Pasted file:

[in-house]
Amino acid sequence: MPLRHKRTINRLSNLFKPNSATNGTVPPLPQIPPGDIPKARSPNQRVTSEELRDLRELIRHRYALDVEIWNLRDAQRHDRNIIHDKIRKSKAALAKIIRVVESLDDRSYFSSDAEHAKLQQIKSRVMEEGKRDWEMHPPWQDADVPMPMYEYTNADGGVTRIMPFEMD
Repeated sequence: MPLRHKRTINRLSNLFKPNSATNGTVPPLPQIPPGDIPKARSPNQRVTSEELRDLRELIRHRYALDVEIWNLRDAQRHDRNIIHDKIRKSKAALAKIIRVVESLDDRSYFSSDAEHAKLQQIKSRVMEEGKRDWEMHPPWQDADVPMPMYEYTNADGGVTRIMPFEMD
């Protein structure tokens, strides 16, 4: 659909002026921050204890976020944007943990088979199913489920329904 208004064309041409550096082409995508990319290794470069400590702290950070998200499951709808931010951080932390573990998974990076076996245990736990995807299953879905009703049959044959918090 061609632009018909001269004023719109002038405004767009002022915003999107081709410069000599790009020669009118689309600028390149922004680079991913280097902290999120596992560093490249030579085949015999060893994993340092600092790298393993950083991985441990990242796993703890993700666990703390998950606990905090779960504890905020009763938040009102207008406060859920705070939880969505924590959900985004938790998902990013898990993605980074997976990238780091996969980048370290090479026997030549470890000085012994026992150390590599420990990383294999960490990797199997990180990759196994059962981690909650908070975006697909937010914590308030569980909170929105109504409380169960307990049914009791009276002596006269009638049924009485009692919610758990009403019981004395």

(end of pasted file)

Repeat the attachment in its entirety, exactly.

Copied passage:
[in-house]
Amino acid sequence: MPLRHKRTINRLSNLFKPNSATNGTVPPLPQIPPGDIPKARSPNQRVTSEELRDLRELIRHRYALDVEIWNLRDAQRHDRNIIHDKIRKSKAALAKIIRVVESLDDRSYFSSDAEHAKLQQIKSRVMEEGKRDWEMHPPWQDADVPMPMYEYTNADGGVTRIMPFEMD
Repeated sequence: MPLRHKRTINRLSNLFKPNSATNGTVPPLPQIPPGDIPKARSPNQRVTSEELRDLRELIRHRYALDVEIWNLRDAQRHDRNIIHDKIRKSKAALAKIIRVVESLDDRSYFSSDAEHAKLQQIKSRVMEEGKRDWEMHPPWQDADVPMPMYEYTNADGGVTRIMPFEMD
């Protein structure tokens, strides 16, 4: 659909002026921050204890976020944007943990088979199913489920329904 208004064309041409550096082409995508990319290794470069400590702290950070998200499951709808931010951080932390573990998974990076076996245990736990995807299953879905009703049959044959918090 061609632009018909001269004023719109002038405004767009002022915003999107081709410069000599790009020669009118689309600028390149922004680079991913280097902290999120596992560093490249030579085949015999060893994993340092600092790298393993950083991985441990990242796993703890993700666990703390998950606990905090779960504890905020009763938040009102207008406060859920705070939880969505924590959900985004938790998902990013898990993605980074997976990238780091996969980048370290090479026997030549470890000085012994026992150390590599420990990383294999960490990797199997990180990759196994059962981690909650908070975006697909937010914590308030569980909170929105109504409380169960307990049914009791009276002596006269009638049924009485009692919610758990009403019981004395």